What do Welders and Van Gogh have in common?

(Sounds like a bad joke, but I promise there is an answer.)

Recently in class we talked about the interesting life of Vincent Van Gogh. Van Gogh had many health problems, one of which he is infamous for: cutting off his own ear. Besides that, he was also afflicted with hallucinations, anxiety, mania, and delirium, just to name a few. The ultimate diagnosis regarding his mental state was never made clear but Van Gogh also had other problems not related to mental health. One problem concerned his vision and the yellow tint that is present in most of his work. There are several circulating hypotheses that describe why this is.

(Yellow) Vase with Fifteen (Yellow) Sunflowers by Van Gogh

Some say this yellow characteristic is attributable to artistic preference. Paul Gauguin, a friend of Van Gogh’s once commented on Van Gogh’s excessive use of the color yellow stating: “Oh yes, he loved yellow, this good Vincent… those glimmers of sunlight rekindled his soul” (Marmor and Ravin, 2009). Other experts attribute this characteristic to possible digitalis intoxication, which causes xanthopsia, a color deficiency (Lee, 1981). What exactly is digitalis? Digitalis purpurea commonly known as foxglove, is a plant with tubular flowers which is now known to be toxic to humans. Today the active ingredient in the plant (digoxin) is used to treat heart rhythm irregularities in small quantities (“Digitalis toxicity”, 2019). However, back in the day, digitalis was used to treat epilepsy, which Van Gogh was diagnosed with by Dr. Gatchet.

Portrait of Dr. Gatchet with a foxglove plant

Xanthopsia is an example of an acquired color vision deficiency. The possibility of acquiring a color vision deficiency is also demonstrated in one study that examines the color vision deficiency prevalence in welders. Welders are usually exposed to a range of light waves including UV rays to infra-red rays, and are also exposed to various gaseous emissions (Heydarian et al., 2017). The authors of this study wondered how this constant exposure to these substances have impacted the vision of the workers. This study was done by comparing the vision of 50 randomly selected male welders from Zahedan city, who had welded for at least 4 years and were around 29 years of age, to 50 randomly selected healthy non-welder men who worked in a hospital and were around 28 years of age.  The color vision of these 100 men were tested with a Farnsworth D-15 test which classifies the type of dyschromatopsia, or color vision disorder, that is being expressed.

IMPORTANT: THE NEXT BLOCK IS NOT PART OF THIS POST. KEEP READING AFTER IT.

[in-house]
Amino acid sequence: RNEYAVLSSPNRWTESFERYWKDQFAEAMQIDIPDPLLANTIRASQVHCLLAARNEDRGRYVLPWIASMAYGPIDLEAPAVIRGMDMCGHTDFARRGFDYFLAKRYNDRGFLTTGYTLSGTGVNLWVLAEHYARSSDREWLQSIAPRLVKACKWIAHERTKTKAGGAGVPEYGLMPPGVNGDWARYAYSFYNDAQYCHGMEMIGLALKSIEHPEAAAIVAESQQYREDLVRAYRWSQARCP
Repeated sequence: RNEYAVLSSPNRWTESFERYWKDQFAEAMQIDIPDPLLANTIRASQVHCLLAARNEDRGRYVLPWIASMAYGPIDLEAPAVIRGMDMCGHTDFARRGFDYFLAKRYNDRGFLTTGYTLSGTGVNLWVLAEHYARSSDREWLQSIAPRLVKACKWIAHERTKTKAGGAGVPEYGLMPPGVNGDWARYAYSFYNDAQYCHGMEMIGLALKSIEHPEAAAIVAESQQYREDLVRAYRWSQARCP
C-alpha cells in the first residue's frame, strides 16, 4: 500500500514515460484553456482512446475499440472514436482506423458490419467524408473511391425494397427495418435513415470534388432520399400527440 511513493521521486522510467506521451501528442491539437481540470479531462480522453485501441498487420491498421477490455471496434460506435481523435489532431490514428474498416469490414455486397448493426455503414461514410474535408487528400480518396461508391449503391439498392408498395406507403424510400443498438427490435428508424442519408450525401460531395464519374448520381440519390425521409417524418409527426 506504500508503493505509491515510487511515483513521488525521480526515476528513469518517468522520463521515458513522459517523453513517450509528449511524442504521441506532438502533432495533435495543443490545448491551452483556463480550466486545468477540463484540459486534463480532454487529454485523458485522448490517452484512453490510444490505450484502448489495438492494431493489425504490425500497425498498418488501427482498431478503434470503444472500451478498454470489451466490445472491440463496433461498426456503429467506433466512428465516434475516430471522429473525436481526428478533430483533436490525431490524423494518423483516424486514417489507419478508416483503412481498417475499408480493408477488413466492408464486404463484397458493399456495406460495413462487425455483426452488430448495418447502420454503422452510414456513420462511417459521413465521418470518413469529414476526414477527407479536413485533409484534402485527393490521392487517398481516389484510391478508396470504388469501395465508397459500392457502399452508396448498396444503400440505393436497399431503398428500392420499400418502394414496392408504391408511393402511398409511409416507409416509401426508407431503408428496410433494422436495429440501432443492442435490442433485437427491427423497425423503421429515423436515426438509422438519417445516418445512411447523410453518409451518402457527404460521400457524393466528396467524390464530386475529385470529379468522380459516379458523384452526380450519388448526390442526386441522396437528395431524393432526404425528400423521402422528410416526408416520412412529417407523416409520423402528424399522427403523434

Farnsworth D15 Color Test Apparatus

The results show that the prevalence of color vision disorder in welders was significantly higher than that of non-welders (Heydarian et al., 2017). Additionally, there exists a positive relationship between years spent employed as a welder/average working hours and the prevalence of color vision deficiency (Heydarian et al., 2017). Interestingly, blue-yellow impairment is more common (although not significantly) than red-green impairment, which is found to be a common factor in occupation related color vision deficiency overall (Mergler and Blain, 1987). The reason why blue-yellow impairment in occupation related color vision deficiency is more prevalent is not exactly clear but would be a great topic to study further (Gobba and Cavalleri, 2003).

In the end, while we know that Van Gogh did not experience occupation related color vision deficiency, he may have had digitalis induced color vision deficiency. So there you go, both welders and Van Gogh have color vision deficiency in common.

References

Digitalis toxicity. (n.d.). Retrieved June 10, 2019, from MedlinePlus website: https://medlineplus.gov/ency/article/000165.htm

Gobba, F., & Cavalleri, A. (2003). Color vision impairment in workers exposed to neurotoxic chemicals. Neurotoxicology, 24, 693-702.

Heydarian, S., Mahjoob, M., Gholami, A., Veysi, S., & Mohammadi, M. (2017). Prevalence of color vision deficiency among arc welders. Journal of Optometry, 10(2), 130-134.

Lee, T. C. (1981). Van Gogh’s vision: Digitalis intoxication? JAMA, 245(7), 727-729.

Marmor, M., & Ravin, J. (2009). Artist’s eyes. New York, NY: Abrams.

Mergler, D., & Blain, L. (1987). Assessing color vision loss among solvent-exposed workers. American Journal of Industrial Medicine, 12(2), 195-203.

Picture 1: https://www.vangoghgallery.com/catalog/Painting/586/Still-Life:-Vase-with-Fifteen-Sunflowers.html

Picture 2: https://en.wikipedia.org/wiki/Portrait_of_Dr._Gachet

Picture 3: https://www.ophthalmic.com.sg/product/farnsworth-d15-color-test/

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